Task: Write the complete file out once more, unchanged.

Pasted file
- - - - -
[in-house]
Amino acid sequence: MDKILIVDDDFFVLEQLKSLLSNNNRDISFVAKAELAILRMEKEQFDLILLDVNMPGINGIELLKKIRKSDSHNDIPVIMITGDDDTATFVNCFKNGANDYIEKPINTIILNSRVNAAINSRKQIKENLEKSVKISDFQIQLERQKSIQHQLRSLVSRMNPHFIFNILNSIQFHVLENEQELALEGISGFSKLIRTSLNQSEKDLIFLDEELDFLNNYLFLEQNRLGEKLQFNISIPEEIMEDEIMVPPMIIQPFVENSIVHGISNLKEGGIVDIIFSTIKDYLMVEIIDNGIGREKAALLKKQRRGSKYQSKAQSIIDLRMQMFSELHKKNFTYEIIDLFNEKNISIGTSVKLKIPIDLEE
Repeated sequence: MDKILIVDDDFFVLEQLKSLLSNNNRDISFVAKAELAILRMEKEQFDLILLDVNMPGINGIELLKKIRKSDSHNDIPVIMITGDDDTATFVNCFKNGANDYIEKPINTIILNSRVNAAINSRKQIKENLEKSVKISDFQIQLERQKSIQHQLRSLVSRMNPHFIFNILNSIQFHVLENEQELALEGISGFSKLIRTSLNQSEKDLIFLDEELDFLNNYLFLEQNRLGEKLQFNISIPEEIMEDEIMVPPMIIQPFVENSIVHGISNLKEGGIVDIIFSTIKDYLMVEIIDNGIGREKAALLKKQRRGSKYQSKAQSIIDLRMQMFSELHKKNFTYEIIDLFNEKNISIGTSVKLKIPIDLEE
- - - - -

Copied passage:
[in-house]
Amino acid sequence: MDKILIVDDDFFVLEQLKSLLSNNNRDISFVAKAELAILRMEKEQFDLILLDVNMPGINGIELLKKIRKSDSHNDIPVIMITGDDDTATFVNCFKNGANDYIEKPINTIILNSRVNAAINSRKQIKENLEKSVKISDFQIQLERQKSIQHQLRSLVSRMNPHFIFNILNSIQFHVLENEQELALEGISGFSKLIRTSLNQSEKDLIFLDEELDFLNNYLFLEQNRLGEKLQFNISIPEEIMEDEIMVPPMIIQPFVENSIVHGISNLKEGGIVDIIFSTIKDYLMVEIIDNGIGREKAALLKKQRRGSKYQSKAQSIIDLRMQMFSELHKKNFTYEIIDLFNEKNISIGTSVKLKIPIDLEE
Repeated sequence: MDKILIVDDDFFVLEQLKSLLSNNNRDISFVAKAELAILRMEKEQFDLILLDVNMPGINGIELLKKIRKSDSHNDIPVIMITGDDDTATFVNCFKNGANDYIEKPINTIILNSRVNAAINSRKQIKENLEKSVKISDFQIQLERQKSIQHQLRSLVSRMNPHFIFNILNSIQFHVLENEQELALEGISGFSKLIRTSLNQSEKDLIFLDEELDFLNNYLFLEQNRLGEKLQFNISIPEEIMEDEIMVPPMIIQPFVENSIVHGISNLKEGGIVDIIFSTIKDYLMVEIIDNGIGREKAALLKKQRRGSKYQSKAQSIIDLRMQMFSELHKKNFTYEIIDLFNEKNISIGTSVKLKIPIDLEE